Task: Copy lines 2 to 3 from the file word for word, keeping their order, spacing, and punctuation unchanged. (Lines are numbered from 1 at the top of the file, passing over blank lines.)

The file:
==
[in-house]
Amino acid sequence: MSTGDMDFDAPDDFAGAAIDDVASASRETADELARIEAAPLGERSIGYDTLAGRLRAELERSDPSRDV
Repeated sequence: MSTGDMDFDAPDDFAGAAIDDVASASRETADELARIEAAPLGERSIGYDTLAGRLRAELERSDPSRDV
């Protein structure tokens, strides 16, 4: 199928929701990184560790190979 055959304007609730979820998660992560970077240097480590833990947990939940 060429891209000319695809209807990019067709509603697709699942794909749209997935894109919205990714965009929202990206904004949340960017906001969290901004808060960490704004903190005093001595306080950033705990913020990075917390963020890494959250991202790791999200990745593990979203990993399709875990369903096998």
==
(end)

Amino acid sequence: MSTGDMDFDAPDDFAGAAIDDVASASRETADELARIEAAPLGERSIGYDTLAGRLRAELERSDPSRDV
Repeated sequence: MSTGDMDFDAPDDFAGAAIDDVASASRETADELARIEAAPLGERSIGYDTLAGRLRAELERSDPSRDV